‘Sky’s The Limit’

New Cotton Stripper Fits West Texas Farmers’ Efficiency Goals

• By Mary Jane Buerkle •

eddie and eric smith
Eddie Smith (right) farms with his son, Eric, in Floyd County, Texas — photo by Mary Jane Buerkle

For generations, the Smiths of Floyd County, Texas, have embraced ways to help their fellow farmers by being leaders both in and out of the field.

One of their latest adventures has been working with John Deere to give brand-new cotton harvesters an official test run before they are made available to fellow producers. Eddie Smith and his son, Eric, have been running the new John Deere CS770 cotton stripper since they began harvest in October. This harvest marks Eddie ’s 48th cotton crop.

“I’m impressed,” Eddie said of the new machine, noting that he has been working with John Deere in this capacity for several years. The collaboration began when he met with their staff at the Beltwide Cotton Conferences and encouraged them to create an all-in-one stripper-baler, like they had done with the picker a couple years before.

“They (John Deere) have stepped up their game with the CS770, and we know they will continue to evolve and develop new technologies. The capacity of the machine is tremendous, and we just see a lot of positives going forward.”

One of the most visible and significant upgrades from the previous model, the CS690 — which Eddie also ran as a prototype before its release — is an optional 12-row folding header.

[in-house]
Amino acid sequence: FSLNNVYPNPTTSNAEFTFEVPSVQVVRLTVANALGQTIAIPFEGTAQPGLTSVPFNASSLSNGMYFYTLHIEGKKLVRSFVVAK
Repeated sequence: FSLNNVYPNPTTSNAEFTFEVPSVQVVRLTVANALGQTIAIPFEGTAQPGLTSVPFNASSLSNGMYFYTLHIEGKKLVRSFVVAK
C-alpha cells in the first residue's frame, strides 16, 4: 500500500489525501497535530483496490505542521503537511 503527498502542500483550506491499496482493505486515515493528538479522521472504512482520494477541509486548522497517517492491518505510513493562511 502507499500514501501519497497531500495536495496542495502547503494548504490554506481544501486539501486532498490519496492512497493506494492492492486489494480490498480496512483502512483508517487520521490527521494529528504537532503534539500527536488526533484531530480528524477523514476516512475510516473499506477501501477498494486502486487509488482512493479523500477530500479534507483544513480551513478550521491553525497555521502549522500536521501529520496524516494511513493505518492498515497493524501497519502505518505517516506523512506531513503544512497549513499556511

“Expanding to a 12 row was a great fit for us, especially with the folding header,” he says. “It definitely increases your efficiency when you’re moving through 2-bale-plus cotton.

“We were blessed with a good crop this year, and that gave this machine the opportunity to really shine. We have seen a better turnout at the gin because of the high-capacity cleaner. The extra capacity in the burr extractor in the machine seems to be doing its job.”

Efficiency And Comfort

Eddie says John Deere has been “very thorough” in their research and in learning what producers need and can use for optimum harvest efficiency, along with some improvements that make spending hours in the cab more comfortable.


john deere stripper
West Texas cotton farmer Eddie Smith says moving to a 12-row harvester was a great fit for their operation. “It definitely increases your efficiency when you’re moving through 2-bale-plus cotton,” he says — photo by Mary Jane Buerkle